For parents with school-age kids, summer free time can present a challenge—whether it's finding things that appeal to your child's specific interests or filling all that spare time without breaking the bank on class or camp fees. Below, the Wex's Director of Education, Shelly Casto, shares some helpful info on two free programs created in collaboration with local and national organizations to keep kids active and entertained while pursuing different forms of creative expression.
(Image: TRANSIT ARTS)
Summer is the season for both opportunities and pitfalls for young people in our community. It’s a chance to mix things up, try some new experiences and explore possibilities. But, as all parents know, it can also open up the potential for the “summer slide” – a loss of academic gains made during the school year. And, of course, major or minor misadventures can often befall the bored or the uninspired!
Since 2012, the Wexner Center has been partnering with five other Columbus organizations to offer year-round, free opportunities for youth to pursue their interests in supportive and creative environments. Called SURGE Columbus, this collective of youth-focused programming takes place around Columbus at COSI (and WOSU at COSI), the Columbus Museum of Art, the TRANSIT ARTS facility on Bryden Road, and three branches of the Columbus Metropolitan Library: Main, Driving Park and Whitehall.
Many of the programs are drop-in; kids can simply show up, meet a mentor and get working on a project. All of the programs are entirely free and open to youth as young as 12 (COSI also offers all-ages programs). Kids can explore activities from hip-hop dance to designing T-shirts, to digital storytelling. And the spaces provide youth with access to equipment such as video editing software, 3D printers, sound editing systems, and art supplies.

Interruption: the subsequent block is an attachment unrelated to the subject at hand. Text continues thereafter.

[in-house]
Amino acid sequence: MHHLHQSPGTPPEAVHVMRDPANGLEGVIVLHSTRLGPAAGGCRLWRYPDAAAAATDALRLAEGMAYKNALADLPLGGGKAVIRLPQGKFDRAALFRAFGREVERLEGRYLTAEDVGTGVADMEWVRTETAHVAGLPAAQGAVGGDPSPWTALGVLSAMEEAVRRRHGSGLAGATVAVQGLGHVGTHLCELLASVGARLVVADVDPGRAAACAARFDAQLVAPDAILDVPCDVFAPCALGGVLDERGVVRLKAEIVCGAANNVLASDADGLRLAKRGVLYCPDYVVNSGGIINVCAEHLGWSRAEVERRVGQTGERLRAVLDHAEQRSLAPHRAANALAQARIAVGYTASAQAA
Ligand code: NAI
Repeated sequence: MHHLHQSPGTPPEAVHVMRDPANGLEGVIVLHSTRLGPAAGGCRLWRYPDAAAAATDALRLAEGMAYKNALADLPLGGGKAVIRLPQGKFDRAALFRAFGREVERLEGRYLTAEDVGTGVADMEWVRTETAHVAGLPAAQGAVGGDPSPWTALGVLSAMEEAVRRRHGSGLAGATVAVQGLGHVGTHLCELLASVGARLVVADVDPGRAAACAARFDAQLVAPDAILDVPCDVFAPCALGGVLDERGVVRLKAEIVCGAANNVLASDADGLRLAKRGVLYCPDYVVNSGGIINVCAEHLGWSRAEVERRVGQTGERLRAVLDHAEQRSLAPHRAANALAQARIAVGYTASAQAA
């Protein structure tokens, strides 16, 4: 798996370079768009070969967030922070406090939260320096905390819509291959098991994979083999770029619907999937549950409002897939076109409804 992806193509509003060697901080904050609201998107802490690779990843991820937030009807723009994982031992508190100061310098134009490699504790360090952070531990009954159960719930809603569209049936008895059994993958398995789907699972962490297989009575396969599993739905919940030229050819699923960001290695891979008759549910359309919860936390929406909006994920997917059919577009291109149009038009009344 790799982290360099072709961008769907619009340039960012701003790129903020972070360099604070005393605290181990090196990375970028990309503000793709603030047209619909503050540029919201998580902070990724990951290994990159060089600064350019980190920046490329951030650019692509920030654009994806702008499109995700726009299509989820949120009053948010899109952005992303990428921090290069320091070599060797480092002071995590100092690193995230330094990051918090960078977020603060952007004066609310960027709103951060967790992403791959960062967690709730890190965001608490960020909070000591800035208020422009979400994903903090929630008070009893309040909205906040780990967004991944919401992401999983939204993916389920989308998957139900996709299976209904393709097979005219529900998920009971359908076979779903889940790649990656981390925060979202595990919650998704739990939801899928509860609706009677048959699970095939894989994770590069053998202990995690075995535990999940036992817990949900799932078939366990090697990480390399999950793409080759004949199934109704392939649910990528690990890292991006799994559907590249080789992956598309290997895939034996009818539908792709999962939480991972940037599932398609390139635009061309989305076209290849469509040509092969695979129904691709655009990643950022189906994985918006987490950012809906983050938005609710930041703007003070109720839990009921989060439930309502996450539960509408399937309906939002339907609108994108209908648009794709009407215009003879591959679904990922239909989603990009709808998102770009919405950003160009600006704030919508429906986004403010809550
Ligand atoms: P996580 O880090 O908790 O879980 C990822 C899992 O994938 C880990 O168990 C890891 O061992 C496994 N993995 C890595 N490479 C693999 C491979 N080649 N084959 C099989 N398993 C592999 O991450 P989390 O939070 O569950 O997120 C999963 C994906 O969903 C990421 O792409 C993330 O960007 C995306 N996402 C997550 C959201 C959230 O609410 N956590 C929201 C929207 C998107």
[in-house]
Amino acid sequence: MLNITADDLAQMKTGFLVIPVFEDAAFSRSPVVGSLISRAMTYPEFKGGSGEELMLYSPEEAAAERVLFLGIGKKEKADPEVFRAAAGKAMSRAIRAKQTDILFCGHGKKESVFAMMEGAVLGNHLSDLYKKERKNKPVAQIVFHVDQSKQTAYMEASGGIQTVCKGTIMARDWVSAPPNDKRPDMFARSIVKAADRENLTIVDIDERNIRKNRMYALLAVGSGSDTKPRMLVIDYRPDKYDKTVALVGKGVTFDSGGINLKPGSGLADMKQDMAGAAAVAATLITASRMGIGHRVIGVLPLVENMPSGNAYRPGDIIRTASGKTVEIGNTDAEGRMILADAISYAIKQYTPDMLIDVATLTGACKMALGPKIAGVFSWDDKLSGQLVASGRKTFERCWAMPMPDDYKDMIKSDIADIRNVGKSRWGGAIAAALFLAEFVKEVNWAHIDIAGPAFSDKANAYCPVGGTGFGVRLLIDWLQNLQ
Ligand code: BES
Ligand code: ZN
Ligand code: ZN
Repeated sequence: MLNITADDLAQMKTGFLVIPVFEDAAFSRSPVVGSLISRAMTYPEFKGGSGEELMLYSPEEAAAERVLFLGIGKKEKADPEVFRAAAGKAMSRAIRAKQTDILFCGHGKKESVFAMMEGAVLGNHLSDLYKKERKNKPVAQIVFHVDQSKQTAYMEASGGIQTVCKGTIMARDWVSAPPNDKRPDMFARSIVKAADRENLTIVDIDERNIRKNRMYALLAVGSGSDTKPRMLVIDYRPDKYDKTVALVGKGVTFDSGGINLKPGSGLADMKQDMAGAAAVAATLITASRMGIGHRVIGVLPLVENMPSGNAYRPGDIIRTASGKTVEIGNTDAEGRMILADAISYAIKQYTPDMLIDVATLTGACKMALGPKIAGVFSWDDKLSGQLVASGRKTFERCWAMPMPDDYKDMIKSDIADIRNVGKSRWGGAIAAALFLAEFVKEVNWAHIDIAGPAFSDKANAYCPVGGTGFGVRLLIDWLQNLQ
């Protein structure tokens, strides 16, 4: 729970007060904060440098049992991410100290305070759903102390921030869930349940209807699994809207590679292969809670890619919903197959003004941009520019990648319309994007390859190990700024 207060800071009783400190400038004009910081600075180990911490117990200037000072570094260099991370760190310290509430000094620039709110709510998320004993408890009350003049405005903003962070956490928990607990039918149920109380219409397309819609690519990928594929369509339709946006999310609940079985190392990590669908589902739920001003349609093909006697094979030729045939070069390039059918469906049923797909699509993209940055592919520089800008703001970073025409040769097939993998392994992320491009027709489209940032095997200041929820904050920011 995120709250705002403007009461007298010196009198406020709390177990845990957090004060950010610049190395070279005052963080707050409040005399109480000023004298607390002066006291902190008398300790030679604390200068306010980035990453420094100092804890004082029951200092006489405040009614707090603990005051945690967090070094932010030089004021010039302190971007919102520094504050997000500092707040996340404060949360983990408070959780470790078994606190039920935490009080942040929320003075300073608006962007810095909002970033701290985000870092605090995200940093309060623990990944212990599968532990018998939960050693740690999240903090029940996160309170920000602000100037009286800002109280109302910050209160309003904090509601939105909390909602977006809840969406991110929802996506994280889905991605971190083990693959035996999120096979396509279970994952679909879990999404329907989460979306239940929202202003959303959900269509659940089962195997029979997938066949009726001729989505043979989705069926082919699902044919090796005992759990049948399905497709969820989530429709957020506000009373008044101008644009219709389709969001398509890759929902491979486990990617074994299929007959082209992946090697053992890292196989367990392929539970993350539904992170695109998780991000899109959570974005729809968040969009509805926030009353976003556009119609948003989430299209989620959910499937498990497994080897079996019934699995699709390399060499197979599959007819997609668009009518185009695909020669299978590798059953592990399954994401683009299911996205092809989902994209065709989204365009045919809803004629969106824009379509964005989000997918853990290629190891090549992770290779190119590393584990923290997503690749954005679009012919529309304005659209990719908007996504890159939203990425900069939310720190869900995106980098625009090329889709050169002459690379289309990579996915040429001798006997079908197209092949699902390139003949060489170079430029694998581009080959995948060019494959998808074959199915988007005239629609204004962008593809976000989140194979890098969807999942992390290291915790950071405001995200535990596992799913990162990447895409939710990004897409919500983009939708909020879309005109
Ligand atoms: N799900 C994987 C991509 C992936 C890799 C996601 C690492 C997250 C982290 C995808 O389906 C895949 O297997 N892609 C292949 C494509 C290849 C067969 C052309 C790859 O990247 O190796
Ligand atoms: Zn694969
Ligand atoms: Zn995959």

(Image: Columbus Museum of Art)
These programs have emerged from a growing interest among educators in the concept of connected learning: learning that grows out of a student’s own unique interests and connects those interests with opportunities in the larger world, often thanks to technology. Community organizations such as libraries and museums provide invaluable out-of-school opportunities for this kind of learning, as they are free of the demands of state-mandated curricula. Libraries and museums can provide a relaxed, youth-centered environment where kids can just hang out, be themselves, and explore options.
In the past few months, an additional opportunity for youth in Central Ohio has emerged thanks to a grant received by Future Ready Columbus and Junior Achievement. Collaborating with a tech organization called LRNG, youth 12 and up can participate in online and in-person activities around Columbus that focus on career exploration and development. Launched in the past few months, LRNG Columbus is an online platform for these learning opportunities vetted through a panel of educators and youth specialists. Young people can explore a career in the arts, develop their resume writing skills, learn how to code, and flex their creativity. There is no cost to participate and young people can explore and participate at their own pace.
If a young person completes a set of challenges, they can earn a digital badge. Developed by Mozilla, digital badges are a method of secure, online credentialing that proves a recipient’s completion of a set of criteria. Digital badges have the potential to supplement—even challenge—traditional credentialing through the higher education system, expanding democratic access to learning and opportunities.
So, if you have a young person at home this summer, send them to a SURGE site in person and send them to LRNG Columbus on their laptop. Get them thinking about the future they want to pursue while they have some free time to explore.